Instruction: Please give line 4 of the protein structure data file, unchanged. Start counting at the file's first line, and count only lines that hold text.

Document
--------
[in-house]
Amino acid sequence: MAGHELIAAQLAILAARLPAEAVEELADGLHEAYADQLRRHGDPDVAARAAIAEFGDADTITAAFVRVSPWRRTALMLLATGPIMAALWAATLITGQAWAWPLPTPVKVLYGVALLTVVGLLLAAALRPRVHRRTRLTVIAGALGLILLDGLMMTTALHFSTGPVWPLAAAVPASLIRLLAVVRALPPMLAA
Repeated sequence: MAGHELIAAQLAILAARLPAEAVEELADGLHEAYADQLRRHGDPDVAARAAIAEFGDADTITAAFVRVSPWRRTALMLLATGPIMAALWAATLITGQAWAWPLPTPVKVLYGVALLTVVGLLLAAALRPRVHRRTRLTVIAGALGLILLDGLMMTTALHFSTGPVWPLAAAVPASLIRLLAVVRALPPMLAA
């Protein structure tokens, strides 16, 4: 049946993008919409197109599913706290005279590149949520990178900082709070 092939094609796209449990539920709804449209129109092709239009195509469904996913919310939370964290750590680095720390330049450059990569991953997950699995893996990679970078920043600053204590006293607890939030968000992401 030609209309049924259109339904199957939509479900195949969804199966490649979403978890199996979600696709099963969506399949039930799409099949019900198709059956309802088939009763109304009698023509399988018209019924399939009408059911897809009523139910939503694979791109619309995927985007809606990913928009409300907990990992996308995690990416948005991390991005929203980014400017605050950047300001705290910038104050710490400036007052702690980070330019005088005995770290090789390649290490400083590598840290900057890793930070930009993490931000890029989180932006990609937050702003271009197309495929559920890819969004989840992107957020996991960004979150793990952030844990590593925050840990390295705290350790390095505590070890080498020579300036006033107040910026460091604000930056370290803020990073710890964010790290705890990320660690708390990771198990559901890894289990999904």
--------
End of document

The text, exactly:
């Protein structure tokens, strides 16, 4: 049946993008919409197109599913706290005279590149949520990178900082709070 092939094609796209449990539920709804449209129109092709239009195509469904996913919310939370964290750590680095720390330049450059990569991953997950699995893996990679970078920043600053204590006293607890939030968000992401 030609209309049924259109339904199957939509479900195949969804199966490649979403978890199996979600696709099963969506399949039930799409099949019900198709059956309802088939009763109304009698023509399988018209019924399939009408059911897809009523139910939503694979791109619309995927985007809606990913928009409300907990990992996308995690990416948005991390991005929203980014400017605050950047300001705290910038104050710490400036007052702690980070330019005088005995770290090789390649290490400083590598840290900057890793930070930009993490931000890029989180932006990609937050702003271009197309495929559920890819969004989840992107957020996991960004979150793990952030844990590593925050840990390295705290350790390095505590070890080498020579300036006033107040910026460091604000930056370290803020990073710890964010790290705890990320660690708390990771198990559901890894289990999904």